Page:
Natural Thyroid Treatment Methods
Graves' Disease & Hyperthyroidism
Hashimoto's & Hypothyroidism
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How Long Does It Take To Reverse Thyroid Hair Loss?

Hair loss is one of the most frustrating symptoms many of my patients with thyroid and autoimmune thyroid conditions experience.  This is a problem with both hypothyroid and hyperthyroid conditions, and sometimes the hair loss can be very severe.  In fact, it’s not uncommon for the patient to be most concerned about the hair loss, even if they are experiencing numerous other symptoms.  As a result, many people who experience hair loss want to know what they can do to quickly stop this, and of course get their hair to grow back.

The good news is that most cases of thyroid hair loss are reversible.  In other words, the hair loss will usually stop and eventually grow back.  The bad news is that it can take a good amount of time for this to happen.  When hair loss is a result of a thyroid hormone imbalance you would figure that the hair would stop falling out once the thyroid hormone levels have normalized.  But unfortunately this usually isn’t the case, as while everyone is different, it commonly takes a number of months after the thyroid hormones have normalized for the hair loss to stop.

This understandably can be very stressful and frustrating, as someone might have normal thyroid function tests for a few months and still be experiencing hair loss.  I receive emails all of the time from my patients asking when the hair loss will stop, and if there is anything they can take to slow it down and/or help it to grow back.  Although there are supplements which can help with some cases of hair loss, in most cases these won’t help much if the cause of the hair loss is the thyroid hormone imbalance.  In other words, if the main cause of your hair loss is the thyroid hormone fluctuations, then not surprisingly, addressing this problem is the best approach.

Other Factors Which Can Cause Hair Loss In Thyroid Patients                  

Although in most people with thyroid and autoimmune thyroid conditions the hair loss is a result of the thyroid hormone imbalance, there can be other factors which cause hair loss.  So let’s go ahead and look at some of these other causes.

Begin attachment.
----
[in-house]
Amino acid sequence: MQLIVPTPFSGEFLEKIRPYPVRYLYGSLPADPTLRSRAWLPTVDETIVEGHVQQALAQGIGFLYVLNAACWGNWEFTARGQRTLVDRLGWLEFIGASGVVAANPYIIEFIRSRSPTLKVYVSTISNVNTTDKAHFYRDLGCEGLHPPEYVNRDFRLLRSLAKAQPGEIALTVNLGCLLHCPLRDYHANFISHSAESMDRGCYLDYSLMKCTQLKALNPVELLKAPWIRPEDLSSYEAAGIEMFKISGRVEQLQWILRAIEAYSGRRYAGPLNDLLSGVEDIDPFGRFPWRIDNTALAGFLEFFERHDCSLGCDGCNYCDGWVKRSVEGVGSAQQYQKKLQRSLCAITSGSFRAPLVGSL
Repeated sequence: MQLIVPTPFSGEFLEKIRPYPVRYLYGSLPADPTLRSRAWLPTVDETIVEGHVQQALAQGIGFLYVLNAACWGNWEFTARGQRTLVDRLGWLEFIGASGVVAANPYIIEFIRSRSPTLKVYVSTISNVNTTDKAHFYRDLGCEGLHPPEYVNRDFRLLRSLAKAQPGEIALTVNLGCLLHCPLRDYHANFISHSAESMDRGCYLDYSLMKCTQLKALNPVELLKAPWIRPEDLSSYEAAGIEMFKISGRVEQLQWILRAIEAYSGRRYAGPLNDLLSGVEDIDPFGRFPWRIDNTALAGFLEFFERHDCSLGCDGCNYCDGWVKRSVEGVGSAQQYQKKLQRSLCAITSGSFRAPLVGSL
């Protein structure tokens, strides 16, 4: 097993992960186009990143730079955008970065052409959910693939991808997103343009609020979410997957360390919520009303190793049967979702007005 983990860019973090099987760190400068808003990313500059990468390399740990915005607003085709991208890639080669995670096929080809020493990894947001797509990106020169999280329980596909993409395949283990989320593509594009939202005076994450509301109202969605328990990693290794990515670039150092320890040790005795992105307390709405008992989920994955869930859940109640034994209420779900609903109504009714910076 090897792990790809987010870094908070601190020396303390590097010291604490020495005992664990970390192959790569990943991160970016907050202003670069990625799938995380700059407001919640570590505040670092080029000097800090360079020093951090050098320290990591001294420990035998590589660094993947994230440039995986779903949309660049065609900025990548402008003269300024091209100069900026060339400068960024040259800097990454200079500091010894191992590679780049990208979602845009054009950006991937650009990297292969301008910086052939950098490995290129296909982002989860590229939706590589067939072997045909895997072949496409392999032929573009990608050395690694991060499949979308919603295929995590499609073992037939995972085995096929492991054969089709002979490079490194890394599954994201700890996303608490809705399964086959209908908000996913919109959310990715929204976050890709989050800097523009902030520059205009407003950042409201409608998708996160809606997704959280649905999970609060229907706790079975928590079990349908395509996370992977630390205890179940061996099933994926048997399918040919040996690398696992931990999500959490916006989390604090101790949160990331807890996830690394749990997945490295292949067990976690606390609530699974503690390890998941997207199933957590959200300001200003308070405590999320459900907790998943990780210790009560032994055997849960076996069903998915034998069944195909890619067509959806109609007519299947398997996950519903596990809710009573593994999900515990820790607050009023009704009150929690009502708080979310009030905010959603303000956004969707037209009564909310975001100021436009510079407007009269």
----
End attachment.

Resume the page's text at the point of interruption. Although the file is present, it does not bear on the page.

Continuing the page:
Nutrient Deficiencies.  30% of women before the age of 50 have hair loss due to some type of nutritional deficiency, with depleted iron stores being the most common cause (1).  A suboptimal intake of the amino acid lysine can also be a factor (1).  Getting back to iron, in women with hair loss, a ferritin level of 70 mcg/L is recommended (2).  However, keep in mind that ferritin can elevate due to inflammation, and so one can’t rely on the ferritin alone to determine the iron status.  In addition to iron and lysine, a few studies have shown that a zinc deficiency can play a key role in hair loss (3) (4).  A biotin deficiency can also result in hair loss (5).  Many women take evening primrose oil to help with hair loss, as this has gamma linolenic acid (as does borage oil and black currant seed oil), and supposedly a deficiency of GLA can be a factor in some cases of hair loss, although I wasn’t able to find any research studies confirming this.

Other Hormone Imbalances.  In addition to having hyperthyroidism or hypothyroidism, other hormone imbalances can result in hair loss.  One study showed that a low estrogen to androgen ratio (ratio of estradiol to free testosterone) might be responsible for triggering hair loss in women (6).  Problems with the estrogen and progesterone receptors can also be a factor in some people (7).  High levels of androgens in postmenopause can result in hair loss (8) (9).  High levels of prolactin can also cause hair loss (10).

Stress.  There is evidence that neurohormones, neurotransmitters, and pro-inflammatory cytokines released during the stress response may also significantly influence the hair cycle (11) (12) (13).  In addition, acute emotional stress may cause alopecia areata by activating corticotropin-releasing hormone receptors around the hair follicles, leading to intense local inflammation (14).  This isn’t to suggest that most people with thyroid and autoimmune thyroid conditions have hair loss due to stress, although since many people with these conditions deal with a lot of stress this shouldn’t be overlooked.  Plus, there is also the possibility that the thyroid hormone imbalance is what initially causes the hair loss in some people, but the increased anxiety and stress due to the hair loss is a contributing factor.  In other words, even when the thyroid hormone imbalance or another factor causes the hair loss, the anxiety and stress associated with the hair loss might worsen the problem in some people.

Drugs and Other Toxic Agents.  Taking certain medications can also lead to hair loss (15) (16).  This usually isn’t the reason behind hair loss in most of my patients, although during those rare cases when drugs are causing hair loss, it is almost always reversible by stopping the medication.  Many patients with hyperthyroidism and Graves’ Disease take beta blockers such as Propranolol and Metoprolol, and these also have the potential to increase hair loss in some people (17).  I wasn’t able to find studies showing that environmental toxins such as heavy metals or xenoestrogens can cause hair loss, but it wouldn’t be shocking if these were factors.